Friday, November 16, 2012

Julie Perrin: Co-Creative Communities 2012


Finding co creatives…
When I told a friend I was going to a gathering at ACMI (Australian Centre for the Moving Image) called “Co-Creative Communities – Storytelling futures for community arts and media” she said, “Be careful what you wish for, they won’t mean the same thing by storytelling that you do!”  There are ways in which she was perfectly right, but there were other discoveries of good people doing beautiful work that I was really happy to meet.
Let me give you a glimpse of who was there, this is a happenstance guide, not a thorough report, and it starts with who I sat next to. First I met Phil Heuzenroeder from Wildatheart a community arts project in North Melbourne www.wildatheart.org.au/ Phil was an astute and observant companion through the sessions.  I also bumped into my colleague Mark Silver there, he has done sustained projects in teaching secondary school students to gather stories from older people and document them on video – PADSIP – Positive Ageing and Digital storytelling.

From the main stage (which is really just a pocket of space under the cinema screen) Mimi Pickering spoke. She works in community radio in the Appalachian mountains in the USA http://appalshop.org/ and told a story that resonated through the day. She said the station realized their biggest audience was in a nearby prison. When the phone company hiked up the call costs into the prison, the station started an evening program where people could ring in with messages for their relatives inside. Mimi said it changed the way the listening community on the outside began to think of those on the inside.

Sam Gregory from Witness was also impressive, ‘Cameras for everywhere’ using video for human rights http://www.witness.org/cameras-everywhere He was spare in words and strong on content.

More locally, Cath Dwyer from ABC Open https://open.abc.net.au/ has 45 producers in regional Australia facilitating storytelling via text, video, audio and photography. It made me glad to see such a thoughtful, insightful person at the head of this big story gathering enterprise. Cath remarked that ABC Open is a moderated, safe space for a certain kind of Australian story, and a distribution network. You can find out about classes, they have a monthly 500-word story invitation. This month the theme is “Someone who formed you” December is “Family Rituals”.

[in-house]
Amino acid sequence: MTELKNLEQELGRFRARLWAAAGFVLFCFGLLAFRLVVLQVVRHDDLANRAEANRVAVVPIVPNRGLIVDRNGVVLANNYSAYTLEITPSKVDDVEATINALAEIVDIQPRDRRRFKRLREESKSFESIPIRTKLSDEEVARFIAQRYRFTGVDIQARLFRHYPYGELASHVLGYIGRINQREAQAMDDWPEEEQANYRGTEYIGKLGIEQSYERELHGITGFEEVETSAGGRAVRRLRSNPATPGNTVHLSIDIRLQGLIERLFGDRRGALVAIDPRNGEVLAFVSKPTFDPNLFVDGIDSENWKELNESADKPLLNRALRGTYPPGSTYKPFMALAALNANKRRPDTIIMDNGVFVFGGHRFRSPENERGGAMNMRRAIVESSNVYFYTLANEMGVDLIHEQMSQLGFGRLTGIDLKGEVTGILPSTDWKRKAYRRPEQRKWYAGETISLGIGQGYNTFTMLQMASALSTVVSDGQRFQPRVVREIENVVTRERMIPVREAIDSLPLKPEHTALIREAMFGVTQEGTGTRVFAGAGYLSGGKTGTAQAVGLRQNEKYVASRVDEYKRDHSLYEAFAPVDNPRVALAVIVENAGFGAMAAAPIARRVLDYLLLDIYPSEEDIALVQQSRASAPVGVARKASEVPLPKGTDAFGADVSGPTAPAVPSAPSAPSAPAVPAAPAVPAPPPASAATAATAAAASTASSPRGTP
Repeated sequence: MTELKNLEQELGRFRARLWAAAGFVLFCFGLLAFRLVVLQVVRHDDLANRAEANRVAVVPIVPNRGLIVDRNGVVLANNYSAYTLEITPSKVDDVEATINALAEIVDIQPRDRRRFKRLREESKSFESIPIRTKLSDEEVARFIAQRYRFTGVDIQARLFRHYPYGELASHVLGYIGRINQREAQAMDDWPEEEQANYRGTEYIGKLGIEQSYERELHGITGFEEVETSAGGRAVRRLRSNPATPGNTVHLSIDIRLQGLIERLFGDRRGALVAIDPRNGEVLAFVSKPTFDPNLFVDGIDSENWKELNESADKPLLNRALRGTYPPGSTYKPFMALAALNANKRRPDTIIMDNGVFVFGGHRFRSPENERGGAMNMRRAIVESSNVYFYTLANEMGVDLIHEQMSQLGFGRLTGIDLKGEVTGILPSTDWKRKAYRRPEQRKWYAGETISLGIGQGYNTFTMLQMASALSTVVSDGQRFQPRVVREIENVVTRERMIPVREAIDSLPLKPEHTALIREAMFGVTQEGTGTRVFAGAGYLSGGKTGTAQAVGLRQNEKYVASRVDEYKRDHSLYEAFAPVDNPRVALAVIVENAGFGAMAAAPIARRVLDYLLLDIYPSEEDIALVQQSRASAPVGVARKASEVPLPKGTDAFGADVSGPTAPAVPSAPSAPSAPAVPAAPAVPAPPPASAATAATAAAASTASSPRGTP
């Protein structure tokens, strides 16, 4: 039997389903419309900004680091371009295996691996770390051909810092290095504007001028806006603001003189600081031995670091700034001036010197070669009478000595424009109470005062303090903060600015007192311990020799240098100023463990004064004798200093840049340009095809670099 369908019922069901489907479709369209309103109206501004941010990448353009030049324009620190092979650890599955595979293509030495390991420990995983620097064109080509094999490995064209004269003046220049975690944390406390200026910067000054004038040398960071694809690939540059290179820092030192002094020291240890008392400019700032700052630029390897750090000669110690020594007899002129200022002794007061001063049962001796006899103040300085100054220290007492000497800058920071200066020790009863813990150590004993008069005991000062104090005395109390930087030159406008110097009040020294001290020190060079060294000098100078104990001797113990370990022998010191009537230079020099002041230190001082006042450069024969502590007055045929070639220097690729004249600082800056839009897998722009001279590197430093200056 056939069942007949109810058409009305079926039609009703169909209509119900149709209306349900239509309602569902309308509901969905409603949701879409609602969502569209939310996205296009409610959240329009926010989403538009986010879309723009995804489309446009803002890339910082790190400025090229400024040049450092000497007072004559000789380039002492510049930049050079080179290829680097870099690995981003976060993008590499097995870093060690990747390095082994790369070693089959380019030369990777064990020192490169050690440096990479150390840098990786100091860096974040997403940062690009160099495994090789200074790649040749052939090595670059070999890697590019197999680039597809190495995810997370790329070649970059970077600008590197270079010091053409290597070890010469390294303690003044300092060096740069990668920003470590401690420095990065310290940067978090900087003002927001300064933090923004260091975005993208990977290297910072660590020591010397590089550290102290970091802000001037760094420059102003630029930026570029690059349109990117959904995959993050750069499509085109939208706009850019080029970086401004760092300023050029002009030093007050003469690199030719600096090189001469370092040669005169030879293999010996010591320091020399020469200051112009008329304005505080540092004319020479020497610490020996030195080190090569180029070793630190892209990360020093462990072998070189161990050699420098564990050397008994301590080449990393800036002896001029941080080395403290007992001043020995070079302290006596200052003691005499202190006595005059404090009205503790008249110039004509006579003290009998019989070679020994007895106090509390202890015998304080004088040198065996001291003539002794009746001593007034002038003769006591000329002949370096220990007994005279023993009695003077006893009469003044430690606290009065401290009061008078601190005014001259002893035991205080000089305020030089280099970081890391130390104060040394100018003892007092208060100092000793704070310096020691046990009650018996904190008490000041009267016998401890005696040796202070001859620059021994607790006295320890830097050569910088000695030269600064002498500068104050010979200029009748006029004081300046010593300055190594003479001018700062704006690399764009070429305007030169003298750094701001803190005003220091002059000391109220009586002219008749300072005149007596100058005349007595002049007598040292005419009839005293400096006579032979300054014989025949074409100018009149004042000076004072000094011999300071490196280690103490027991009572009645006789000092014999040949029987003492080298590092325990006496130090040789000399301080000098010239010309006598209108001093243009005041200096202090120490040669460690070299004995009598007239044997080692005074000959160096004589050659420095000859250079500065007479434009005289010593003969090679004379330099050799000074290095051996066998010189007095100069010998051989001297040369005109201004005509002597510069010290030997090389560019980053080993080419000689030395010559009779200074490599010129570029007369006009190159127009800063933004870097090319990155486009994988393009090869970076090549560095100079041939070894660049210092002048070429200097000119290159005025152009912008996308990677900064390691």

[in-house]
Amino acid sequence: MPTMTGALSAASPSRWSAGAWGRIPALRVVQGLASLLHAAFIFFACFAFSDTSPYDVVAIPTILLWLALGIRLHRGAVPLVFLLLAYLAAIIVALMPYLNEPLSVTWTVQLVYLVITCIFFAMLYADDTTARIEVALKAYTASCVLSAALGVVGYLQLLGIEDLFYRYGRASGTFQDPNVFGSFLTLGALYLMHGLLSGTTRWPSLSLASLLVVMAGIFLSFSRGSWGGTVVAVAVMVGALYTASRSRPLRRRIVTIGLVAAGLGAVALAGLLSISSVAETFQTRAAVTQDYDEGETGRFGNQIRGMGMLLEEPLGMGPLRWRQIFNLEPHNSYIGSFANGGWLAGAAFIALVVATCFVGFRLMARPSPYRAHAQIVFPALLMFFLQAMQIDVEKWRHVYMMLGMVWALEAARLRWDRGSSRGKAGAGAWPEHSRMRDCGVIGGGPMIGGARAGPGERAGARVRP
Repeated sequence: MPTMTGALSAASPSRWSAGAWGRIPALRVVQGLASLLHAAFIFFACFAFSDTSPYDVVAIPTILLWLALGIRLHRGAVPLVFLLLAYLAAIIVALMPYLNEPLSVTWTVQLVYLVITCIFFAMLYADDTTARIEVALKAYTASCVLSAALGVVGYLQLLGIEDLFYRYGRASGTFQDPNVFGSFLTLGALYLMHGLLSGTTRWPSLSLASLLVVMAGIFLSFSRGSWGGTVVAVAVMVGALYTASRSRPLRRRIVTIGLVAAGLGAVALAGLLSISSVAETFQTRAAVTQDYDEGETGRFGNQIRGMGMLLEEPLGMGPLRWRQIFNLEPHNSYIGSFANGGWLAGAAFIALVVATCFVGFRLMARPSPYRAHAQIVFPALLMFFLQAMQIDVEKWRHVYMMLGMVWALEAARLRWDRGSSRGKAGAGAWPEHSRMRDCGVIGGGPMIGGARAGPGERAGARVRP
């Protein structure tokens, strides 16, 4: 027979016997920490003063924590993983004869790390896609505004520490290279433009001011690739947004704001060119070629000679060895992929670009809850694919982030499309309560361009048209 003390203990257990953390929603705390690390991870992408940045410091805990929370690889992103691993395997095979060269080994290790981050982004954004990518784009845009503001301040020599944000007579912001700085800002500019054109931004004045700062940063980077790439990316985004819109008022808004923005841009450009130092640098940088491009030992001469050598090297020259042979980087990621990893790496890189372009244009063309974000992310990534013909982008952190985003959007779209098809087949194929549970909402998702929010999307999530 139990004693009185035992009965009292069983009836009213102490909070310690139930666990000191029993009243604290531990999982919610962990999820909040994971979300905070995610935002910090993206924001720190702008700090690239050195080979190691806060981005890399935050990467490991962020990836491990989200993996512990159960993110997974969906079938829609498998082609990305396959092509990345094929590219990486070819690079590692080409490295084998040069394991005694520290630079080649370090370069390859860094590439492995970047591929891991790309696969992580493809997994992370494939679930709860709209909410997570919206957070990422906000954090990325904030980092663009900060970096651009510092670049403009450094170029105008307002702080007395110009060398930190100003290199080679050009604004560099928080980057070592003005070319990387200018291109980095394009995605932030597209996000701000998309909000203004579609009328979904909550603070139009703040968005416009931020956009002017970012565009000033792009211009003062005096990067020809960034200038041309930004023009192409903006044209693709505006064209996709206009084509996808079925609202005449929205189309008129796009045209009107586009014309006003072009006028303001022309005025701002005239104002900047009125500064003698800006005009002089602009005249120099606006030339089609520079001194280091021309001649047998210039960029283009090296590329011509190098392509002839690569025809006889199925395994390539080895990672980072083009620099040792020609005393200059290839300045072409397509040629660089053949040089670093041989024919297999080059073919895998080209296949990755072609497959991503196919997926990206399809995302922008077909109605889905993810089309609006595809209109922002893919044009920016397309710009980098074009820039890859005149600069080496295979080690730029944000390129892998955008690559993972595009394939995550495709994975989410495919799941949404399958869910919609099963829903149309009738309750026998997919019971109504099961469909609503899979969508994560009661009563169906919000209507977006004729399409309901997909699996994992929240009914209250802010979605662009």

That’s all for now, more soon!
Other impressive presentations at ACMI were the sharp edged Carl Kuddell of Change Media http://www.changemedia.net.au/ (SA based) on working outside the comfort zone, “unless there’s a moment when I am embarrassed, it is not a good workshop”. He showed a video of indigenous responses to the dominant cultural ‘frame’ that was full of hilarious and serious takes of people interacting with an empty picture frame. I got to speak with Change Media’s Creative Director, Jennifer Lyons-Reid and she had a fine attentive intelligence that I really warmed to. My friend Richard Leigh from Campfire films 
http://campfire.org.au/ was also really impressed by Carl's work, he was certainly a standout.

Indu Balachandran from Sydney’s Information and Cultural Exchange (ICE) was memorable, as was a glimpse of one of the programs they’d made on African parenting. Lachlan Macdowall from Victorian College of the Arts, Community Cultural Development had some useful observations about Evaluation in the Arts.
There were organisations with names like Feral Arts and Big hArt  – Scott Rankin began with virtually the only words spoken during the day about oral exchange. He evoked beautifully the membranes in the ear and the throat, and the exhalation of breath, the vibrations of sound which arise out of our craving for meaning. It seems he set off the oral storytellers at that point, both myself and the delightful Fadzai of StillWaters Storytelling Collective http://stillwaterswomen.org/ were hands up with comments.
I offered a quote from Ursula Le Guin about breath and story, it was picked up in the closing comments. Even though oral storytelling seems to sit at the edge of a lot of the new media, I think we can call people back into their bodies and the face-to-face power of story. Meanwhile I met an extraordinary array of “co creators” at this event – story making in its many many forms.

Julie Perrin
blog.tellingwords.com.au
November 12, 2012







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